Monday, September 28, 2020
Home Lead Story Now Paralyzed Can Also Walk Due To Exoskeleton Technology

Now Paralyzed Can Also Walk Due To Exoskeleton Technology

Technology helps in walking

An accident, a stroke, or a disease can leave someone paralyzed and unable to walk. That happens to more than 15 million people around the world each year.

But new technological advances and physical therapy could help some of them walk again.

Among the most promising is the use of robotic exoskeletons, like one made by Ekso Bionics. It looks a bit like a backpack that straps on the user’s back and around the midsection. Robotic ‘legs’ complete with foot panels extend from either side of the pack and wrap around the patient’s legs. A video game-style controller attaches to the pack with a long cord.

The EksoGT robotic exoskeleton is being used in more than 200 rehabilitation centers around the world, including Marianjoy Rehabilitation Hospital.
The EksoGT robotic exoskeleton is being used in more than 200 rehabilitation centers around the world, including Marianjoy Rehabilitation Hospital. VOA

“I’m going to be a robot!”

Lindsey Stoefen has been doing physical therapy with the exoskeleton for an hour a day, as she works to recover from the rare disorder that put her in a wheelchair in October.

The 17-year-old athlete climbed into a specially designed exoskeleton for the first time in late April, after becoming an in-patient at Marianjoy Rehabilitation Hospital in Chicago.

She recalls being nervous. “I was like ‘Dang, I’m going to be a robot!’ I was scared at first. I was like, ‘Am I going to like it? Will I be okay?’ And once I got into it, I loved it.”

Lauren Bularzik, Lindsey’s physical therapist, says the exo robots help to accelerate the rehabilitation process. “For someone who takes a lot of energy to only walk a few feet, exo can get them up, can get them moving, it can supplement their movements, get that reciprocal pattern, encourage the correct motor planning.”

Beside speeding up recovery times, these robotic skeletons are especially helpful for those with paralysis, from spinal cord injuries and strokes. Using the machine can help some patients rewire their brains to use secondary muscles, so they can eventually walk again – without the device.

The downside

Scientists at the University of Notre Dame are leading the way with their work on wearable robots that allow patients to regain some or all of their mobility. But Patrick Wensing, assistant professor of mechanical engineering, says exoskeletons have one big drawback.

Bionic exoskeleton helps wheelchair users stand and walk
Bionic exoskeleton helps wheelchair users stand and walk. Flickr

“While existing exoskeletons are very powerful, they don’t understand what the user wants to do. So in order to transition between activities in daily life, you often have to press a button interface to tell the exoskeleton ‘I would like to stand up now.’”

Wensing and his team are collaborating with Ekso Bionics, a leading developer of wearable robots, to create a machine that can understand what its user wants to do without implanted sensors and complicated control panels.

The new three-year project funded by The National Science Foundation’s robotic initiative, hopes to achieve a more fluid, intuitive system.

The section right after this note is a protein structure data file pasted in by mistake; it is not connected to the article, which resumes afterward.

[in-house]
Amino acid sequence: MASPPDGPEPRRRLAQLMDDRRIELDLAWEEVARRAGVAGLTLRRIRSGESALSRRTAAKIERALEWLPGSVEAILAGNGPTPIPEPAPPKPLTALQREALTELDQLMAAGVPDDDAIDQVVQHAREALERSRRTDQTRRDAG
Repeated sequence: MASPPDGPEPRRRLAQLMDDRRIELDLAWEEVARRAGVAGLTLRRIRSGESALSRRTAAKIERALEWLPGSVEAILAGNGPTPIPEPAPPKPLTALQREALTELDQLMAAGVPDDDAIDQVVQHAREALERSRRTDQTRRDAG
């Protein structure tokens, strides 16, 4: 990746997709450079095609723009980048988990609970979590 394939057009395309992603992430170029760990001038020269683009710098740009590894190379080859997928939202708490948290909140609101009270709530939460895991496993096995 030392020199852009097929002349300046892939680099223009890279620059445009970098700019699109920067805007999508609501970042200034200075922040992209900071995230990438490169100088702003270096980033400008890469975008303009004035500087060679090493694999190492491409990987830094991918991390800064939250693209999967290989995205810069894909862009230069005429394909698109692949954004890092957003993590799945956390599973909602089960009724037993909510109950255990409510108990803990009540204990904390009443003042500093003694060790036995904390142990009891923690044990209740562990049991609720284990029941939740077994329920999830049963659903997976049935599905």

Taylor Gambon has spent the last year analyzing data from exoskeleton users and comparing them to models of everyday walking. “What we’re seeing is that slow walking in general, whether in the exoskeleton or just the human, is much different from walking at a speed that you would choose naturally.”

Also read: Heart patients who walk faster hospitalised less

Later this year, the team will travel to Ekso Bionics’ California headquarters, where they will work directly with exoskeletons to design programs that interact with users of various disabilities, so that more people like Lindsey Stoefen can get back on their feet again. (VOA)

STAY CONNECTED

19,134FansLike
362FollowersFollow
1,780FollowersFollow

Most Popular

Virtual ‘Deepotsav’ in Ayodhya Instead of Ram Lila

The Ayodhya administration has denied permission for Ram Lila in Ayodhya due to the coronavirus pandemic, however, the administration has started preparations to organize...

Changes in Diet and Lifestyle for a Healthy Heart

This World Heart Day, let's have a light-hearted conversation about the importance of having a healthy heart and how one should take care of...

Heart Disease in Teens Related to Diabetes Exposure in Womb: Study

In a major study, researchers have revealed that heart disease in young adults and teenagers may be related to exposure to diabetes in the...

Evergreen Magic of the Legendary Dev Anand

Dev Anand was one of the earliest superstars of the Hindi film industry, long before the term was officially coined by the Bollywood press....

B-Town’s ‘Ma Saraswati’ Lata Mangeshkar Turns 91

 Lata Mangeshkar turned 91 on Monday, and celebrities took to social media to greet the living legend. Actress Kangana Ranaut tweeted: "Wishing legendary #LataMangeshkar Ji...

Tobacco Kills 20% of All People Who Die From Coronary Heart Disease Every Year

The World Health Organization reports tobacco kills 1.9 million people, or 20 percent of all those who die every year from coronary heart disease....

Even Low Alcohol Consumption During Pregnancy Can Impact Child’s Brain Development

Researchers have found that even low levels of alcohol consumption during pregnancy can have an impact on a child's brain development. The study, published in...

Pandemic May Cause a Global Tsunami of Mental Health Problems: Researchers

Researchers, including one of Indian-origin, have found that Covid-19 pandemic will cause a global tsunami of mental health problems. Mental health problems were already a...

Recent Comments